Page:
6. All my experience of the world teaches me that in ninety-nine cases out of a hundred, the safe and just side of a question is the generous and merciful side.
  7. Childhood sometimes does pay a second visit to man, youth never.
  8. As what we call genius arises out of the disproportionate power and size of a certain faculty, so the great difficulty lies in harmonising with it the rest of the character.
  9. Conversation may be compared to a lyre with seven chords - philosophy, art, poetry, love, scandal, and the weather.
  10. The only competition worthy a wise man is with himself.
  11. We can sometimes love what we do not understand, but it is impossible completely to understand what we do not love.
  12. What we truly and earnestly aspire to be, that in some sense we are. The mere aspiration, by changing the frame of the mind, for the moment realises itself.

Jameson was a British author known for her travel memoirs which give an account of her amazing journeys and vivid experiences. Her books include Characteristics of Women, Sacred and Legendary Art, and her travel memoir Winter Studies and Summer Rambles in Canada.

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Literary Birthday - 15 May - David Almond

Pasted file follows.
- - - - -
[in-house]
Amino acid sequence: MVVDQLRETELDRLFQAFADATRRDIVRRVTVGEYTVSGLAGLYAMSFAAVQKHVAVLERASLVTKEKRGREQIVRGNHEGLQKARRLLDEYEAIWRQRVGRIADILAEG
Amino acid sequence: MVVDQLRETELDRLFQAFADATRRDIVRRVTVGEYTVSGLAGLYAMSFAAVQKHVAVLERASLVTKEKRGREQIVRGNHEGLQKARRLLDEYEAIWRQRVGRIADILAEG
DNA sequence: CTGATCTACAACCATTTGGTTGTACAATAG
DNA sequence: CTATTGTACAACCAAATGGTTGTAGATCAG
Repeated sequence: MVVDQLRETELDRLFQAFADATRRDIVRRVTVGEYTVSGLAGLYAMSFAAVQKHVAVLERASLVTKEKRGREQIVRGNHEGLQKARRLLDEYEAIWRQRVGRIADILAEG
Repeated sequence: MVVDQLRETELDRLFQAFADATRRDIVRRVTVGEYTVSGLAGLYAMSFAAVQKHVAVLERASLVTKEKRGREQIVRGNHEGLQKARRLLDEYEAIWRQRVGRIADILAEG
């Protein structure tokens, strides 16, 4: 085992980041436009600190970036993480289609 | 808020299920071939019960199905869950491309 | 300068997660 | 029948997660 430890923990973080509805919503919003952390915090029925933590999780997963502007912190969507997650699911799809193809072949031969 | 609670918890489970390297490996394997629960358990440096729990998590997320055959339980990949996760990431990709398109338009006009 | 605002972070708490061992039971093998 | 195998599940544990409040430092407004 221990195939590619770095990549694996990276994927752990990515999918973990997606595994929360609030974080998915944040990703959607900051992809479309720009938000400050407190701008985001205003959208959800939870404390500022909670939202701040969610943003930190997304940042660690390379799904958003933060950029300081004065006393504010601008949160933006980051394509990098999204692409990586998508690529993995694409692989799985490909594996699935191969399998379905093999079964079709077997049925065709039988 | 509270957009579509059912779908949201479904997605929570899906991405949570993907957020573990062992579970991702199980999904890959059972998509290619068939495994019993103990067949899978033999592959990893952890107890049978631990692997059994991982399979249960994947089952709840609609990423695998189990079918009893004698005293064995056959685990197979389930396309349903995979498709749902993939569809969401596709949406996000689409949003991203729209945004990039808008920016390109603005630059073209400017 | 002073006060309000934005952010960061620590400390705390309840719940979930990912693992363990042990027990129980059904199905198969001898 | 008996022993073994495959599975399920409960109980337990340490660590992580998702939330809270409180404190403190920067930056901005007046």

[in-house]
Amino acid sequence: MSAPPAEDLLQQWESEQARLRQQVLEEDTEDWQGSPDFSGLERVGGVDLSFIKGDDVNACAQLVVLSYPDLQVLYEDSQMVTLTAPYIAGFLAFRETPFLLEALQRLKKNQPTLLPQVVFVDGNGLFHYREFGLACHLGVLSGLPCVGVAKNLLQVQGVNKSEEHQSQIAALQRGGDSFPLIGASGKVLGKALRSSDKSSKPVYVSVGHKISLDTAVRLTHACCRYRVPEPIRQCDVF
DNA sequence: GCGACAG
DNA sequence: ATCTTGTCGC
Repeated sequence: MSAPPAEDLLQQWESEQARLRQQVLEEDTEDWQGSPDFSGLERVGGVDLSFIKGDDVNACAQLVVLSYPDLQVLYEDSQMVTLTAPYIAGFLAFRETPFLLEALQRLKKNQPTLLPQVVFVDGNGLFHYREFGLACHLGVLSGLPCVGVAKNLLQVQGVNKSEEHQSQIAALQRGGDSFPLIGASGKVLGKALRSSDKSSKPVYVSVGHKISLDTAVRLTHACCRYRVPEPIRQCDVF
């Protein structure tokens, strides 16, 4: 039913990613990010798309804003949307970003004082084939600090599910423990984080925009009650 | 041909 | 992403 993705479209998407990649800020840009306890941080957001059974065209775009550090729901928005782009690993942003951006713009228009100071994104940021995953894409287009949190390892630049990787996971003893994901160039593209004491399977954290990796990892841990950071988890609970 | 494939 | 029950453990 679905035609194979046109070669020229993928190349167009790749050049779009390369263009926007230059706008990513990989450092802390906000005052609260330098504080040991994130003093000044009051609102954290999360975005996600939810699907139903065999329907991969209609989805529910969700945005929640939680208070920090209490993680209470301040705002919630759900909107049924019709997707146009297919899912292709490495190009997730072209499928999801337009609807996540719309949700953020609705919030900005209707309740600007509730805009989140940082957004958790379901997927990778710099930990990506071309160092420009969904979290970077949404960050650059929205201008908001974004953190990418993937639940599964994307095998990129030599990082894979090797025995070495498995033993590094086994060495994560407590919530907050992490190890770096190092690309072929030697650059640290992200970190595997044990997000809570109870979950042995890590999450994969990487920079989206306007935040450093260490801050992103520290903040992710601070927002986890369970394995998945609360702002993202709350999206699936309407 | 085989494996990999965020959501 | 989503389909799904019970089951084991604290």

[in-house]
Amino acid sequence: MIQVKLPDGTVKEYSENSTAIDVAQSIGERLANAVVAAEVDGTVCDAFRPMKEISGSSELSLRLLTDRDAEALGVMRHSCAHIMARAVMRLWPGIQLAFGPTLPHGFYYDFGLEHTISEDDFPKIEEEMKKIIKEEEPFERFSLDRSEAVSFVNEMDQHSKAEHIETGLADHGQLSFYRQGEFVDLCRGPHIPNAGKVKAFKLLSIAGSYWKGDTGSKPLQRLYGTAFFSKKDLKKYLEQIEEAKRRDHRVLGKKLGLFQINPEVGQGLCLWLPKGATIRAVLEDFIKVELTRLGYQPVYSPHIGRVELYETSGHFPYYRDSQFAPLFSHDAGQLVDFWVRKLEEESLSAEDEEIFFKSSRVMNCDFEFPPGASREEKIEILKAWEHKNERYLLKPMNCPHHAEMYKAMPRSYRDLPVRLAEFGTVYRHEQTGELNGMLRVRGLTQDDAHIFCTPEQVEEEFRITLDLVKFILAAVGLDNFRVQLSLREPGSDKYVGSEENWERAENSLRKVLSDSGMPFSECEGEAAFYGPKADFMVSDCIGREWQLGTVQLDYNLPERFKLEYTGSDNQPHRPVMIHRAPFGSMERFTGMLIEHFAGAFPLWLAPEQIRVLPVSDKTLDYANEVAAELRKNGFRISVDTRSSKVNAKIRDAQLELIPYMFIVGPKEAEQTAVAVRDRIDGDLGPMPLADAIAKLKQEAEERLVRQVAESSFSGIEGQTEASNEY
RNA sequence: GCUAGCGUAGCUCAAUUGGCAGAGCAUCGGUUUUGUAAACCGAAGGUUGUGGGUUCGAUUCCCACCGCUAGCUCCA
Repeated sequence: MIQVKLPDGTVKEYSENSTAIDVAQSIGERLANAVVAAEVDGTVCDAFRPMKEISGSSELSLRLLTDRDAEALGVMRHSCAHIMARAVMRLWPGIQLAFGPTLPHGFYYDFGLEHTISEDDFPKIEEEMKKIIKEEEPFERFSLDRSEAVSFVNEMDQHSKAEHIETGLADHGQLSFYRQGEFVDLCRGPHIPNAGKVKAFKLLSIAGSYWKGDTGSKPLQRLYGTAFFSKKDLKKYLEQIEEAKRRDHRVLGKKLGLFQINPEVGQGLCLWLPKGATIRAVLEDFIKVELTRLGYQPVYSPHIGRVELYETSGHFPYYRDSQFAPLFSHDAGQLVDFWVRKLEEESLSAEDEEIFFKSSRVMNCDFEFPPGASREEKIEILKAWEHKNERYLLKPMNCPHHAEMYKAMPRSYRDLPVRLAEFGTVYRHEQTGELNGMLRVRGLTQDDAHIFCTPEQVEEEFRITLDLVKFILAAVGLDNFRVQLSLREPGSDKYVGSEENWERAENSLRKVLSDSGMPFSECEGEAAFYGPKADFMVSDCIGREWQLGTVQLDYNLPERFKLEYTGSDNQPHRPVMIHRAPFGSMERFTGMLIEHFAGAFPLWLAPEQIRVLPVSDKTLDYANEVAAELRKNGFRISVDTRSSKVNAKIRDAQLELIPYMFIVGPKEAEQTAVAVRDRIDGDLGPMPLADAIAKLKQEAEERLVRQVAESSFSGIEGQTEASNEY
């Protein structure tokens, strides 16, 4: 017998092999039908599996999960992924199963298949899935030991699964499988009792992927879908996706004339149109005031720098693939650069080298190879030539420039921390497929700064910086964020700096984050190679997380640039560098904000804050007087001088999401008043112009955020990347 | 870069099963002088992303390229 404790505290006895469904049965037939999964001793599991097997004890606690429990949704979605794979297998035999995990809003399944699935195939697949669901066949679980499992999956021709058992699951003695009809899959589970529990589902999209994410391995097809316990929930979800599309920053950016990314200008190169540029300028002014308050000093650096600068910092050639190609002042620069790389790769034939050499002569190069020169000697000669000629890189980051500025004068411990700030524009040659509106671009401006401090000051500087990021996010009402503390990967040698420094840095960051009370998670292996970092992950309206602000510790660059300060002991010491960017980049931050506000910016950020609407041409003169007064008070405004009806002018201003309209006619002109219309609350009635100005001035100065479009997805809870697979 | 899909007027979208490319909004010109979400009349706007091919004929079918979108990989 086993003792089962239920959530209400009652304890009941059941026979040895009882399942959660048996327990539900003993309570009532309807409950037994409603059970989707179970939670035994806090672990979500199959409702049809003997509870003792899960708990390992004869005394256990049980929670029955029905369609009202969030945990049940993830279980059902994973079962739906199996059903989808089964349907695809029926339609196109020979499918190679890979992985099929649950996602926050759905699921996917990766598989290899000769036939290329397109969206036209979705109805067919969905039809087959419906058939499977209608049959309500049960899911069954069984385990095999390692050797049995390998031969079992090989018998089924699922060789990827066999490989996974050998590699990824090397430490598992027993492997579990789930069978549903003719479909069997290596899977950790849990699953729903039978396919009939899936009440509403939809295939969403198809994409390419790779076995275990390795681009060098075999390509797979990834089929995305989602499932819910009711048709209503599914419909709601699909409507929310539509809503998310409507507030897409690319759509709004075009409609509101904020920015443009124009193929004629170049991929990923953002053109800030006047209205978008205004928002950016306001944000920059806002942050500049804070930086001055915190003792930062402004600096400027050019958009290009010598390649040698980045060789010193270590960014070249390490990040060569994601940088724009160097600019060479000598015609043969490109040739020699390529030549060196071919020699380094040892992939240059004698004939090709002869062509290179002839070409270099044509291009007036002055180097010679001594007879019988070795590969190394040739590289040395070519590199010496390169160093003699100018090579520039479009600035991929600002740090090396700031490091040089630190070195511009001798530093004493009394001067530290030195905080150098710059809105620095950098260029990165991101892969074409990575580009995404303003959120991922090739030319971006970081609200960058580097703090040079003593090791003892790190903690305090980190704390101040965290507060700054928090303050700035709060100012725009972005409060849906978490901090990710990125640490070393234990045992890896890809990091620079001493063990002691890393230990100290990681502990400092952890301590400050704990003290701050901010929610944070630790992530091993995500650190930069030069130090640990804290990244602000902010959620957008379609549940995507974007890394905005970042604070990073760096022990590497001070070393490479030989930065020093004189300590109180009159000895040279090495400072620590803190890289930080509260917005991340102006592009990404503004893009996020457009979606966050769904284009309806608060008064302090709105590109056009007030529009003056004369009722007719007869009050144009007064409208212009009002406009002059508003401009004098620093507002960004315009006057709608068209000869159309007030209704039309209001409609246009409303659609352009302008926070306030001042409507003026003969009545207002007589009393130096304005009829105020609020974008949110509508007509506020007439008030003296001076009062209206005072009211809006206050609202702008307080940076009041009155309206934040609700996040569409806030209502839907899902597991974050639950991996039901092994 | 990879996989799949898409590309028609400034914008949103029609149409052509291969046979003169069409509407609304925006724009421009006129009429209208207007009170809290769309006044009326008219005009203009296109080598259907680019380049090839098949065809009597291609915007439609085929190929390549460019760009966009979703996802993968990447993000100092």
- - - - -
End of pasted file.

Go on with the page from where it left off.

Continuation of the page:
Happy Birthday, David Almond, born 15 May 1951

13 Quotes
  1. The best tip for writing is just to write; to sit down and write, to begin doing it and not to be scared by the blank page.
  2. Words should wander and meander. They should fly like owls and flicker like bats and slip like cats. They should murmur and scream and dance and sing.
  3. Anything seems possible at night when the rest of the world has gone to sleep.
  4. We have each other, and our stories twist and mingle like the twisting currents of a river. We hold each other tight as we spin and lurch across our lives. There are moments of great joy and magic. The most astounding things can lie waiting as each day dawns, as each page turns.
  5. Writing will be like a journey, every word a footstep that takes me further into undiscovered land.
  6. Sometimes we think we should be able to know everything. But we can’t. We have to allow ourselves to see what there is to see, and we have to imagine.